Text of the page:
Like firecrackers, most bands blow up. Their fuses burn. They build to a critical point. If they're lucky, the explosion leaves a mark. Other bands, the sort Neil Young called rust, seem to have slow-burning, limitless fuses. They steadily put out records that barely change. They live off royalties from old songs and loyalties to old sounds. The stale ashes eventually disperse in fresh wind.
By all reports, if you had asked people in Chapel Hill in 1986 which category the Melvins would fall into, most would have said neither. At that time, the Melvins were a new band from Aberdeen, Wash., on tour with throwaway California punks RKL. No one rolled out the red carpet. "We played some shitty punk-rock hell hole. I don't remember where," remembers Melvins founder Buzz Osborne of his first night in North Carolina. "Everybody hated it."
But here we are, 22 years later, and the Melvins stand as one of the most influential American rock bands in history. Among active acts, only Sonic Youth and Yo La Tengo (arguably) match their accomplishments, output and influence. The bands who've borrowed one aspect of the Melvins sound or another are legion, and Boris, the Japanese metal band that now fills big stateside rock clubs, took its name from the first track on 1991's Bullhead and several cues from those early Melvins records.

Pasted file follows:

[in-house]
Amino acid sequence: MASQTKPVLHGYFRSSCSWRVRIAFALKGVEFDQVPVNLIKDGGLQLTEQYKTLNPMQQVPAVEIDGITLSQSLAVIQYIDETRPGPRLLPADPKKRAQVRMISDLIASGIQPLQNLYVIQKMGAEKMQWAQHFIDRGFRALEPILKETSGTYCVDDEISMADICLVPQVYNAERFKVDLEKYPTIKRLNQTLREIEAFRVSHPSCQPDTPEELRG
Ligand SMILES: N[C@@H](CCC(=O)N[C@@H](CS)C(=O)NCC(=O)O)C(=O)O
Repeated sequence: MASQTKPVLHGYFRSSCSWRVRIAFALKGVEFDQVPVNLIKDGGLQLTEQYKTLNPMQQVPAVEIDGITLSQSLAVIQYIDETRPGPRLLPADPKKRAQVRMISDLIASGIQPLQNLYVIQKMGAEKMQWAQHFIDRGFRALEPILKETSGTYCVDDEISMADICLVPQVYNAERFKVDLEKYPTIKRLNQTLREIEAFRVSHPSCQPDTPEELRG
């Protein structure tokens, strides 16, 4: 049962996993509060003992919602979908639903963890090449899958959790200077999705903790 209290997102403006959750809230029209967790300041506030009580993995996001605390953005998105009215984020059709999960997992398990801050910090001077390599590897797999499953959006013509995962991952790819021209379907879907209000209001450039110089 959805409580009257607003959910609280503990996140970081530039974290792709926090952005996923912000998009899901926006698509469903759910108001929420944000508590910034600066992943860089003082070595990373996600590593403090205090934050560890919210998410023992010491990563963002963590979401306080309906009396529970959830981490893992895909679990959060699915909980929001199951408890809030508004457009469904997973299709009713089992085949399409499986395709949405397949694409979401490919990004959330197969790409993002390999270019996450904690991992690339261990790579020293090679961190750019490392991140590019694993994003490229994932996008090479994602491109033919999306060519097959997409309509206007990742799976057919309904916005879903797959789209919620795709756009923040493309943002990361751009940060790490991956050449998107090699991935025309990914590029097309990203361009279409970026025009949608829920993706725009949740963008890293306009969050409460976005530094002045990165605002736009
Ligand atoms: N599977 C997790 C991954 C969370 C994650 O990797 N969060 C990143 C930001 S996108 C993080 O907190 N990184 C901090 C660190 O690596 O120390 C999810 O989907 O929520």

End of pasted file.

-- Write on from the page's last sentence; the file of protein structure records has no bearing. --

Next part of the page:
There are the historical linkages, too, which for more than a decade, every music writer has reverted to when on deadline: Kurt Cobain was a fan and a Melvins gear lackey who didn't pass his audition to be the band's bassist. Melvins drummer Dale Crover toured in Nirvana and played on an early demo. Joe Preston played bass in the Melvins in the early '90s and went on to help power Thrones, High on Fire, Sunn O))) and Harvey Milk. Crover worked with Acid King. Acid King spawned droves of Southern metallurgists ... You get the incomplete picture, right?
These are only footnotes to one of the most impressive plots in heavy metal history: For a quarter-century, the Melvins have never sat still, instead plumbing every depth of extreme weirdness it could find, from sludgy stoner rock to riff-backed power that, at times, has approached pop. The band's legacy has been more of a locomotive for evolution than a reason to keep giving people what they expect. Nude with Boots, the band's fifth album in five years (who still records at that pace, really?), is a sprawling 42-minute panoply of what the band's done best, mixing ghastly down-tuned jams with an electronic interlude and a title track that's one of the year's best open-road anthems. Perhaps more dynamic and inventive than ever, the Melvins of Nude with Boots sounds like its own fresh wind.
But it hasn't been easy. In fact, if keeping a band interesting for 25 years was simple, fewer bands would feature former members of a band you liked better. The Melvins' first drummer lasted about a year, and as many as 13 bass players—from eventual Mudhoney member Matt Lukin to KISS' Gene Simmons—have played in the Melvins. The Melvins became a quartet in 2006, incorporating Los Angeles duo Big Business after a stint working with Jello Biafra. After all, stopping was never an option. Osborne, who Crover describes as the hardest working musician he's ever met, says he can't wait to stop touring so he can make the next record: "I think we've just scratched the surface ... I have no idea where we'll go, but I imagine that we have a long journey ahead of us, to things I haven't even thought of yet."